Category: comings & goings

Helen’s Summer Writing Fund

Posted by – May 12, 2015

I’m working on my third book and have been, off & on for the last couple of years. I’ve changed the idea of it more than once and know that I’m going to be writing about some difficult and far ranging stuff – not just life post transition, life with a wife, but the rest, too: our ongoing libido mismatch, trans feminism, teaching, kink, masculinity. It is going to be the kind of book that I’m not going to get my head around until I’ve written a huge chunk of it, and that’s going to take some serious focus.

That said, the day has finally come. It’s a thing you feel, and I feel way overdue.

This is where you come in, readers.

Neither writing nor teaching pay particularly well, so most summers I’m looking for paid work – which is a huge distraction from the writing itself – and it’s making me impatient. I need some funds to get by so I can write all summer instead of finding work.

I’ve thought about doing a Patreon campaign or Kickstarter or the like, but after looking into those a little, I’m not sure I want to put on a whole sideshow when really I just need some funds to get through a summer.

What I want, most, is a little funding, and with it a shot in the arm from my lovely readers.

So here is my toe, in this water of patronage, to see if some of you might help me pay the bills so that I can write fulltime this summer. As some of you know, I wrote all of My Husband Betty in three months, and SNTMIM in six, so I’m optimistic about how much I can put together in a summer.

If you like what I do, what I write, and want to see what I will write, please let me know by donating something toward this summer fund. If it turns out to be a good idea, maybe I’ll do the official Kickstarter thing but in the meantime, if you can donate, do, and do let me know in the comments what kinds of things you might be willing to donate for – all of the official funding sites want me to promise people things, but outside of signed copies, I can’t imagine what I’d offer.

So here, for now, is a link to my PayPal account. It would cheer me endlessly to have your support.





Thank you. It means the world to me.

Salon Interview With Yours Truly

Posted by – May 10, 2015

I think this is the first time I’ve been in Salon, and look at that! A whole interview with me.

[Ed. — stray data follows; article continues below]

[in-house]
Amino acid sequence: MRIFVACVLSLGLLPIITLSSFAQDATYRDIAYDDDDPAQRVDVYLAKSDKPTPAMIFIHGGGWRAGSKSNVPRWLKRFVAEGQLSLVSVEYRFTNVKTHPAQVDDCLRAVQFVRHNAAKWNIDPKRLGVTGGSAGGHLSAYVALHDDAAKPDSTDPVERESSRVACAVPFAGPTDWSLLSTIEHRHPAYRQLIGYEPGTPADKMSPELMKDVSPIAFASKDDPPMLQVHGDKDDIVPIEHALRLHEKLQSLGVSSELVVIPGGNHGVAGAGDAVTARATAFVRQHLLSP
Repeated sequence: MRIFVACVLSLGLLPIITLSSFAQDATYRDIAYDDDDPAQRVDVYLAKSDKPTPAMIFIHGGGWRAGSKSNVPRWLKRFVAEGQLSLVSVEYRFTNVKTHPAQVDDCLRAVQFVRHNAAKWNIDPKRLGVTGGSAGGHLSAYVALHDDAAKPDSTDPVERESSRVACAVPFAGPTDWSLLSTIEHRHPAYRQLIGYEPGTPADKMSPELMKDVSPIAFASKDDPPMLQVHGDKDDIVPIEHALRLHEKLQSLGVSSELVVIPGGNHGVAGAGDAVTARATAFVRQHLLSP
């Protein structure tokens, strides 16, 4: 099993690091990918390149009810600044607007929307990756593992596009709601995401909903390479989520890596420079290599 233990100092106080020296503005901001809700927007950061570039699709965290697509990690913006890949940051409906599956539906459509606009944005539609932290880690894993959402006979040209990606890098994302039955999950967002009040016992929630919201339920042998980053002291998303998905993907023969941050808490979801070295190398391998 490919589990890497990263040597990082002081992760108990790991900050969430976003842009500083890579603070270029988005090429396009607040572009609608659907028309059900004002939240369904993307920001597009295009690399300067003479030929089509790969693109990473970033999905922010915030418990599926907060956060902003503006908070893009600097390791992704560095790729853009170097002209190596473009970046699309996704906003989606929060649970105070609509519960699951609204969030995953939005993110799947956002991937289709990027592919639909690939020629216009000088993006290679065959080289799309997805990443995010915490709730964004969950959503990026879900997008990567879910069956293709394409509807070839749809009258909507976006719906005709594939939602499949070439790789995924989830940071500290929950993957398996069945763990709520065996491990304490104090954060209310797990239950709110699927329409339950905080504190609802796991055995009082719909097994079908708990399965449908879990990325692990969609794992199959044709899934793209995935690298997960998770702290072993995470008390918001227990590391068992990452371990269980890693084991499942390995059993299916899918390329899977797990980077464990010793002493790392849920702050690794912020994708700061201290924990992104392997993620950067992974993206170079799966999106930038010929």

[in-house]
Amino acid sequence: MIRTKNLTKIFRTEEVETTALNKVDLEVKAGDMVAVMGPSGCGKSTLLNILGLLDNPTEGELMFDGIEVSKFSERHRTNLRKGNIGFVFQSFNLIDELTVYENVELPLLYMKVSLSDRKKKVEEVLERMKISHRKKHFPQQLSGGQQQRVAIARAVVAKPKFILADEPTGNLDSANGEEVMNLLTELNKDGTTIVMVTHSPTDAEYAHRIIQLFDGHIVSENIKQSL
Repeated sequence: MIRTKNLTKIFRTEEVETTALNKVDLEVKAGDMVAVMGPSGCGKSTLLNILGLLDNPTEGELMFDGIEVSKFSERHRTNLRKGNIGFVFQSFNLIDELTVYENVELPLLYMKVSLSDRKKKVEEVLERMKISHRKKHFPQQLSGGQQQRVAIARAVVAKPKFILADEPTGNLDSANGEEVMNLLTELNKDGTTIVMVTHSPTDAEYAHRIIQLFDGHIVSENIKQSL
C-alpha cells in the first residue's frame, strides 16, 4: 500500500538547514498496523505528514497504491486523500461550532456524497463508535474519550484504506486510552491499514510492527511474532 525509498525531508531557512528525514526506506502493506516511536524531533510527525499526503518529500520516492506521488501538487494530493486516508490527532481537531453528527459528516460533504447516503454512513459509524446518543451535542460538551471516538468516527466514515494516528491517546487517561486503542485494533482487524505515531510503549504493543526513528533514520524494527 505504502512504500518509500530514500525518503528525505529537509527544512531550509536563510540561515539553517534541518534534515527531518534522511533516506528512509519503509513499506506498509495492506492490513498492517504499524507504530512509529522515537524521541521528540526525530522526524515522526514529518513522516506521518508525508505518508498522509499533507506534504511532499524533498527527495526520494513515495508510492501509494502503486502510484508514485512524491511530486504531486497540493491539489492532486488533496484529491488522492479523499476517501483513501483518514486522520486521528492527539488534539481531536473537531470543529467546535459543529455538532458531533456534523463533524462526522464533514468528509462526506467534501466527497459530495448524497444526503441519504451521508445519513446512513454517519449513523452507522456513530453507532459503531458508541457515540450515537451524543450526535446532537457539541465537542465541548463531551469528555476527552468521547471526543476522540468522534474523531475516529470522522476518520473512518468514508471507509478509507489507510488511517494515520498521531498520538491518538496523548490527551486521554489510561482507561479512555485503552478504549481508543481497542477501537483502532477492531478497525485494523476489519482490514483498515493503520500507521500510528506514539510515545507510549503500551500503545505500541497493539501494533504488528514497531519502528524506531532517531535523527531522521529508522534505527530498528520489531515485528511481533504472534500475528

If you’ve come here from the Salon article, here are some of the resources/community I’ve been running for years.

The MHB Boards – is a private community open to trans people of all kinds and partners, children, parents (SOFFA) of trans people. Here’s more about them.

(en)gender partners – a private list only for partners of trans people. inclusive of trans masculine & trans feminine, genderqueer, wives of crossdressers, etc.

You’ll find other resources by searching my blog or clicking on the ‘trans partners’ tag.

Welcome!

NYC

Posted by – April 8, 2015

We’re off to NYC for a few days to participate in kinship ritual (my nephew’s getting married) & will be back in WI Monday night.

In the meantime, check out this interview with none other than Catharane A. MacKinnon on trans inclusion, wherein she states, “Simone de Beauvoir said one is not born, one becomes a woman. Now we’re supposed to care how, as if being a woman suddenly became a turf to be defended.” Great stuff.

Then too there’s this trailer for a new documentary about non-binary gender traditions.

How Marriage Changed

Posted by – March 4, 2015

I did this talk back in November for Lawrence. It’s a basic overview of the changes in marriage, focusing specifically on same sex marriage and how, and why, things seemed to change so quickly.

So this is what I do these days.

PFLAG & Me: Wednesday 2/18

Posted by – February 16, 2015

fixsociety

I’ll be speaking about trans lives, and specifically about supporting trans youth, this Wednesday at Lawrence. 6:30, Steitz 102, open to the public.

Lunch @ Lawrence

Posted by – November 17, 2014

I am not sure exactly how this happened, but on Friday I’ll be speaking at a lunch at Lawrence as part of a series called Lunch at Lawrence, and I’ll be talking about same sex marriage – focusing primarily on how quickly it all happened, explaining what key rulings and cultural shifts were in place to allow it to happen, and generally demonstrating what kind of thing we do in Gender Studies in general.

Here’s the blurb:

“How Marriage Changed: Gay Rights and Same Sex Marriage”